‘Indian police not capable of solving hi-tech cyber crimes’
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A senior UT police officer on Friday stated that the country's police force was not capable of solving hi-tech cyber crimes. "If we rate the cyber crimes in the country on a scale of 1 to 10, the Indian police forces are only capable of solving the crimes at the scale of 3, or a maximum 4," said the Superintendent of Police (Traffic), Chandigarh, Maneesh Chaudhry while addressing a two-day workshop on cyber crimes at the Punjab Engineering College in Chandigarh.
From lack of mandatory computer training during recruitment to lack of international treaties, Chaudhry cited various difficulties faced by the Indian police forces in tracking cyber crimes. The Haryana cadre IPS officer emphasised on the need for trained manpower in the police department. "Old parameters are still followed for recruitment of police officers and there is no criteria for even basic computer literacy," he said before adding that officers are trained on the job to tackle cyber crimes, which are not sufficient to handle major technical offences.
"Today, if you want to register a case of cyber crime, the police station officials will send you to the cyber crime cell as all police stations are not equipped to handle such offences. The recruitment process should be amended to include at least some percentage of officials specially trained for cyber crime. When cyber crime also fails, we require help of the cyber forensic experts," Chaudhry said.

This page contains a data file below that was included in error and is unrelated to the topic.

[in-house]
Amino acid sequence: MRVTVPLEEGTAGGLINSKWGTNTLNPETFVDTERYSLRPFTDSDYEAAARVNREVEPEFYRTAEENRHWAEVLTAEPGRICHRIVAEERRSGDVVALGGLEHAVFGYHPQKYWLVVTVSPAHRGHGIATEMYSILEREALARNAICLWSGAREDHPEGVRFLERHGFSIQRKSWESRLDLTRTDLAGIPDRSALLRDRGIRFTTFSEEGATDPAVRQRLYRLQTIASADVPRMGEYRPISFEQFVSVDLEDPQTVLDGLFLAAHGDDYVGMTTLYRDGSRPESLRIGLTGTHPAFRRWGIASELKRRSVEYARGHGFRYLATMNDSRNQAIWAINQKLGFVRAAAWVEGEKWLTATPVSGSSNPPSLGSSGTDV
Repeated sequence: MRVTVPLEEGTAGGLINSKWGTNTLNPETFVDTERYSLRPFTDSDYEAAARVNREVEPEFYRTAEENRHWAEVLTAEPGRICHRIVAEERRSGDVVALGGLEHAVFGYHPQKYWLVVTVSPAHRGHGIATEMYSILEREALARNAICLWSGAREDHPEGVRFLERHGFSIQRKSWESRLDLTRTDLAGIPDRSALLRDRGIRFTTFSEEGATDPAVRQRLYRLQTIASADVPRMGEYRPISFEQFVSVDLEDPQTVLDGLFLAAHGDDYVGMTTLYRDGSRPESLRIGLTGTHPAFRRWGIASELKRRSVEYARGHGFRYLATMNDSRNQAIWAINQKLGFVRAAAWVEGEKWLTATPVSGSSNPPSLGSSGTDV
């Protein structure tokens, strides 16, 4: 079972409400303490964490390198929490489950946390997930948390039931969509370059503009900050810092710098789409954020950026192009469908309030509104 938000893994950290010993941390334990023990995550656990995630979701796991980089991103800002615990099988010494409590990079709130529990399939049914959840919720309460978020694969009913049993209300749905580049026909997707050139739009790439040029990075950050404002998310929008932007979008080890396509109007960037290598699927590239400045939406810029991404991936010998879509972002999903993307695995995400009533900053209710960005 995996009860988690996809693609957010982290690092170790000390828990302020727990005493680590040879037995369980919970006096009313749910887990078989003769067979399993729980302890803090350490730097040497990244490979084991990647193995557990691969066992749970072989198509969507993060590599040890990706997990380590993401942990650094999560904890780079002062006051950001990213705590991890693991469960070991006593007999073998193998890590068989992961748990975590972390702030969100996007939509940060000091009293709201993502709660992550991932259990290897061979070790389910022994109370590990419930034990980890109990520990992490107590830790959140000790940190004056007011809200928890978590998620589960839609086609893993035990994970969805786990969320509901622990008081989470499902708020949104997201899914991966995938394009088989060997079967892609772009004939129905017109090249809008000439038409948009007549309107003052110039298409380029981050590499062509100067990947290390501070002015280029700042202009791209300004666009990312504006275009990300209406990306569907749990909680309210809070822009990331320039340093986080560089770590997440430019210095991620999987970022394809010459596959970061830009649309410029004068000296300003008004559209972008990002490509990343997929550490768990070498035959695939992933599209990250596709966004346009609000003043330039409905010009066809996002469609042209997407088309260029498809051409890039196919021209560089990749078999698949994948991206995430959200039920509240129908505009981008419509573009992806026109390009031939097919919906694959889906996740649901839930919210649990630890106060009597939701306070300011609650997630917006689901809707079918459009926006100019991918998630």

The IPS officer also stressed on the lack of an international framework to tackle cyber crime as another major reason for the police's failure in this field. He added that most of these crimes are committed through service providers in different countries, which makes it difficult to track the criminals. "For instance, a criminal based in Chandigarh, can make use of several easily available options on the Internet and route his cyber-fraud (e.g. a banking fraud) through several servers in China, America, Australia, New Zealand, Singapore and back to India. The first difficulty is to obtain permission for investigation from the host country, which might take a long time. There are possibilities that they may not provide permission. Further, a team has to be sent to that country to obtain the information, which will lead to much wastage of energy and resources," he said.
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